Nothing in this section shall be deemed to apply to any suit instituted for grant of perpetual injunction, of which the object would be defeated by the giving of the notice, or the postponement of the commencement of the suit or proceeding.
It seems that there has been some printing mistake and instead of the words Sub-section (1)' only 'this section' has been used. Otherwise from the context it is quite clear that so far as the suit for grant of perpetual injunction is concerned, the provision of giving two month's notice has been dispensed with This is clear from Sub-section (3) itself because in the latter part it says that in suits for grant of perpetual injunction, its object would be defeated by giving of the notice, or the postponement of the commencement of the suit or proceeding. The provision of giving notice is only contained in Sub-section (1) and therefore Sub-section (3) would only refer to Sub-section (1). This error seems to have been rectified in the subsequent Municipal Act, that is the Rajasthan Municipalities Act 1959. Sub-section (3) of Section 271 which corresponds to Section 179 of the Act clearly mentions 'Sub-section (1).'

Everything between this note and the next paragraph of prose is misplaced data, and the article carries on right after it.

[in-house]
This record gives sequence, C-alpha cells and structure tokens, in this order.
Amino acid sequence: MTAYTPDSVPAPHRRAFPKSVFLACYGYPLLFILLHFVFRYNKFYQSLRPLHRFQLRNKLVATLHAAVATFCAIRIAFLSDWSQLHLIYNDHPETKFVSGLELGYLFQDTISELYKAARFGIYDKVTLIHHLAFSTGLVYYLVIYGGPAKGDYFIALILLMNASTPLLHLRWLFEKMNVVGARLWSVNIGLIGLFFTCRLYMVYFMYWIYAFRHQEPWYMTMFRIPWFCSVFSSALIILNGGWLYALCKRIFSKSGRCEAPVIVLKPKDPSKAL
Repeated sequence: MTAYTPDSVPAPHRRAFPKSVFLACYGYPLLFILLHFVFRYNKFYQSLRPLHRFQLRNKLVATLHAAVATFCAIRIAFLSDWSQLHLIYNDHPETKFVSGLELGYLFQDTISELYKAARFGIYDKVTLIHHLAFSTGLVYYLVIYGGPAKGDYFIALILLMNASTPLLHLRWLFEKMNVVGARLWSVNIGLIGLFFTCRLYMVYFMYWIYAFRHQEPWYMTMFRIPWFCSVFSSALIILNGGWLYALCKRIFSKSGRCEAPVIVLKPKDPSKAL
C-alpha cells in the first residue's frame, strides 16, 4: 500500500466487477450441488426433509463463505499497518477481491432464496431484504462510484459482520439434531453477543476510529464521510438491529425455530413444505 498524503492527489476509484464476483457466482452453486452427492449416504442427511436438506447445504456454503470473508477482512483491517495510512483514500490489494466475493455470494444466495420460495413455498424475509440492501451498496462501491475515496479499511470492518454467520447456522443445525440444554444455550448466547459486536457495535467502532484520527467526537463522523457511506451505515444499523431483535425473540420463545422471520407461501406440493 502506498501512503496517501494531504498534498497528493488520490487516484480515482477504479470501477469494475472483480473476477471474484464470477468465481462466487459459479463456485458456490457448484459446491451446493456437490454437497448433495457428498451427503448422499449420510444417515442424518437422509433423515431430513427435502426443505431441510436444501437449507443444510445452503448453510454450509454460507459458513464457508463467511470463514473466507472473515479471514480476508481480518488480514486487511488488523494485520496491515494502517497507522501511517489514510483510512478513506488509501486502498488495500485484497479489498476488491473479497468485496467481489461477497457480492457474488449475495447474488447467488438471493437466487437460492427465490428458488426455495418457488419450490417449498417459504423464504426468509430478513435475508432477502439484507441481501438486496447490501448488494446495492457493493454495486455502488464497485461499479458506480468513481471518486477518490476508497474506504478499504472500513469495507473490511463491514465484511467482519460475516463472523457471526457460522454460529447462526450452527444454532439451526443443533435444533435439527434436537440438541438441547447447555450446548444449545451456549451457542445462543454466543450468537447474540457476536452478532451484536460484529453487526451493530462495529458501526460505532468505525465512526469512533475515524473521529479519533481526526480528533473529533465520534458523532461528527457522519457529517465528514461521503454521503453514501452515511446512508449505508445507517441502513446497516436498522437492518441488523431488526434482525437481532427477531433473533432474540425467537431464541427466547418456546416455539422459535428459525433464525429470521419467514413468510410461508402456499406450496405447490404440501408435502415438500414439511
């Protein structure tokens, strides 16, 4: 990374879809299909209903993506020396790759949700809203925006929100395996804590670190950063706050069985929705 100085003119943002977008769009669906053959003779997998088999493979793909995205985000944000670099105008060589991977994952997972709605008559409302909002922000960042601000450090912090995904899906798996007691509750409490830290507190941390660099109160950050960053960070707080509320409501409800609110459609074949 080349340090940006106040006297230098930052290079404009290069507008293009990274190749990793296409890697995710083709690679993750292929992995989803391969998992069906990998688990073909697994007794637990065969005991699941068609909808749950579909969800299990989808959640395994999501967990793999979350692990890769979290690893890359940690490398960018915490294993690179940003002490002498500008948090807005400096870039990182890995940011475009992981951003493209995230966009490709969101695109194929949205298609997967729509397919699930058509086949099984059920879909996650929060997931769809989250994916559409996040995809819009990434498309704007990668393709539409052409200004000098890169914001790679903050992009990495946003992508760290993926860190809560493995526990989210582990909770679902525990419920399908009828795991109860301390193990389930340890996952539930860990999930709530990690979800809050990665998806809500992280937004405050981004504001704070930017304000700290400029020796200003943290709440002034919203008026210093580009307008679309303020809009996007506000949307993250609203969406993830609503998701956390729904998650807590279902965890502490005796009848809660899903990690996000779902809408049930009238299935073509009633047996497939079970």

15. Learned counsel also referred to Pashupati Pratap v. District Board, Gonda 0043/1953 : AIR1953All104 . But that case does not support the appellant at all. In that case it was held that the period of six months prescribed by Section 192(3) of the U.P District Boards Act being a special period of limitation within the meaning of Section 29, Limitation Act, Section 23 of that Act had no application by reason of Section 29(2)(b) Limitation Act. However, in that case the suit was not held to be bound by limitation because it was not a case where the cause of action had accrued once and for all. There, every time a boat not licenced by him plied for hire on the Ghat, the plaintiff's right was invaded and each breach gave rise to a fresh cause of action for filing the suit.